Here are the key findings of the report:

    The current conditions for immigrant detainees in Delaney Hall and ECCF do not fully comply with the ICE Performance-Based National Standards for 2008 or for 2011.  


    Although the purported purpose of immigration detention is not punishment but rather ensuring the appearance of immigrants at removal proceedings, the lack of liberty and conditions of immigrant detainees in Essex County, NJ mirror those of inmates in prison facilities for serious crimes.


    In 2011, the number of immigration detention beds in Essex County increased by 150 percent from 500 to 1,250 detainees per day. Essex County now holds over half of all immigrant detainees in New Jersey.


    Immigrant detainees in Delaney Hall and ECCF are not treated with the human dignity and respect they deserve. Many reported verbal abuse and mistreatment from guards and jail staff.


    During 2011, immigration detainees in ECCF filed 158 written grievances. These grievances included allegations of mistreatment from ECCF staff, inadequate access to special diet meals, and delayed or unanswered requests for medical attention.


    According to written grievance records, ECCF has been in violation of at least five detention standards in 2011 concerning medical attention, food service, religious services, access to legal counsel, and visitation services.


    From October 2011 through December 2011, detainees in Delaney Hall filed 46 written grievances. These included allegations of mistreatment from Delaney Hall staff, cold dormitories and inadequate blankets during the winter, and unacceptable food quality. 


    According to written grievance records, Delaney Hall has been in violation of at least five detention standards in 2011 concerning medical attention, food service, religious services, access to legal counsel, and visitation services.


    In both ECCF and Delaney Hall, violations of detainees' rights to due process and access to justice were reported including obstacles to detainees contacting their attorneys after transfers and the negative impact of video conferencing on attorney-client confidentiality and due process rights.


    These conditions underscore the need for oversight of ECCF and Delaney Hall, and lend support to the community's criticism of the lack of transparency through which ICE, Essex County, and Community Education Centers contracted to expand detention in these facilities.

    So here is the bottom line, not only has the Obama administration completely failed to address the acknowledged problem that immigrants are being abused in substandard detention facilities, but their deportation policies have jammed more immigrants into the system than at any time in history. It should be noted that a significant percentage of the individuals being detained by the Administration have no criminal grounds of removability, and have been merely charged with civil immigration violations.
    Another epic fail from the office of the Deporter in Chief.
  3. Bloggings: Where is the outrage? Where are the demonstrations? Where are the protests against America's treatment of minority immigrants? By Roger Algase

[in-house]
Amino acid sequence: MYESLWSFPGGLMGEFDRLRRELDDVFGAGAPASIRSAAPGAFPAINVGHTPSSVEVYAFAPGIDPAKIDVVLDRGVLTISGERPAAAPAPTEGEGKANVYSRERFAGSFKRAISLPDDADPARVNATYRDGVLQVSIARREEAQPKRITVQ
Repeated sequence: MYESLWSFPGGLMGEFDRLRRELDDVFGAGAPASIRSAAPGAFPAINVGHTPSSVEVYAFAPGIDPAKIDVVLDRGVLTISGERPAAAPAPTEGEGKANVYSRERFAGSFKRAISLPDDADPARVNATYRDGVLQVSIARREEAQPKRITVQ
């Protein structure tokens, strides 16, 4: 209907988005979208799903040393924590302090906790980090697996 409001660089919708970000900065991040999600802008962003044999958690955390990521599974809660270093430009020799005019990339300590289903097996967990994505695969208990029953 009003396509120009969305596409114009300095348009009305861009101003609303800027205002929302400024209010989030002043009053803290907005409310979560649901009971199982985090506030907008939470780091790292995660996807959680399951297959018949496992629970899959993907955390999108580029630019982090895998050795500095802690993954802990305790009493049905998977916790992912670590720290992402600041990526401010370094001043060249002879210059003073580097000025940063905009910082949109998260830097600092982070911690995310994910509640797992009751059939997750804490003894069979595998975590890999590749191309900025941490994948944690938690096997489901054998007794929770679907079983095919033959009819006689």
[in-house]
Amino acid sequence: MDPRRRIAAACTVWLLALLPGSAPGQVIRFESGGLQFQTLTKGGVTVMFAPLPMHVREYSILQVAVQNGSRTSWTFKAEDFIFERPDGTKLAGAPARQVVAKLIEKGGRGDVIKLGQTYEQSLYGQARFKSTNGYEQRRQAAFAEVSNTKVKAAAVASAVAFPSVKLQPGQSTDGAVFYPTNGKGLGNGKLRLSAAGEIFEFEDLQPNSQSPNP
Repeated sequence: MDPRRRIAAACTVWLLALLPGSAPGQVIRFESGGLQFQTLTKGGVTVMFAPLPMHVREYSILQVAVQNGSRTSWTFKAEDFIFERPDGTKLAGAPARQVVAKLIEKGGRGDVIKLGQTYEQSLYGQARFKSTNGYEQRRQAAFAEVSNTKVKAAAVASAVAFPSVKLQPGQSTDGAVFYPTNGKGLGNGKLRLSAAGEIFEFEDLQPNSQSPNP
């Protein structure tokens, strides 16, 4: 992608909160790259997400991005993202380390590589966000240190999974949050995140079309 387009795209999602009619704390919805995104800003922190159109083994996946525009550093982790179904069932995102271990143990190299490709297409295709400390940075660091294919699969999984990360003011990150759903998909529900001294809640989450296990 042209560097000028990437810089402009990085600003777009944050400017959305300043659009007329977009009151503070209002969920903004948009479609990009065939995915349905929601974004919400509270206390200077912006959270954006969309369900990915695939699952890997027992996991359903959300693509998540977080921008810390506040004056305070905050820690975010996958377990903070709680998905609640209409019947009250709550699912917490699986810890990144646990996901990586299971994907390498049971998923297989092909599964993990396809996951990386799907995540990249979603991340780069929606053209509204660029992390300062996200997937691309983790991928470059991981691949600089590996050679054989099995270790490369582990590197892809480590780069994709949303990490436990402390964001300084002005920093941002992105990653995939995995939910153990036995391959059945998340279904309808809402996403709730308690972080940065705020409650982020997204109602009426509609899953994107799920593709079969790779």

For the past week or more, America's airwaves, TV screens and newspapers have been filled with justified outrage against the failure of law enforcement to take action against the killer of Trayvon Martin, an unarmed African-American teenager in Florida. There have been many demonstrations and protests, and most other news items have been pushed to the background. Indeed, there has been so much media publicity over the case that if the killer, George Zimmerman, is ever actually arrested and charged, his lawyers will undoubtedly claim inability to receive a fair trial in any part of the US as a defense.
    The killing, with apparent impunity, of a young man who, based on information that has been released so far, committed no offense other than the "crime" of being black, is without doubt, a terrible indictment of racial attitudes in 21st Century America. However, there is another ongoing racial injustice in America, one that affects many more people. It is one that has caused the deaths of dozens immigrants in detention facilities and thousands of people at the Mexican border.
    Using America's immigration laws as a weapon against brown skinned people from every part of the world has broken up thousands of American families, forced tens or hundreds of thousands of people to submit to being rounded up like animals, locked up in inhuman conditions and, in places such as Maricopa County, Arizona and many others, to be humiliated and treated with deliberate sadism. It has created fear and terror in minority communities in every part of this country, but especially in states such as Alabama and Arizona. Above all, it has resulted in the deportation of as many as 400,000 brown- skinned immigrants each year by a brown -skinned president who claims to be sympathetic to the very people whom he is locking up and kicking out of America.
    It has also resulted in promises by all of President Obama's Republican opponents, especially Mitt Romney, the most likely GOP presidential candidate, to take even harsher action against Hispanic and other non-white immigrants, unless they "deport themselves". If he is elected president, every state in the union will be free to become its own Alabama, Arizona, or South Carolina toward immigrants. An even more draconian law, one modeled after H.R. 3447, passed by the Republican House of Representatives in late 2005, could easily become the law of the land.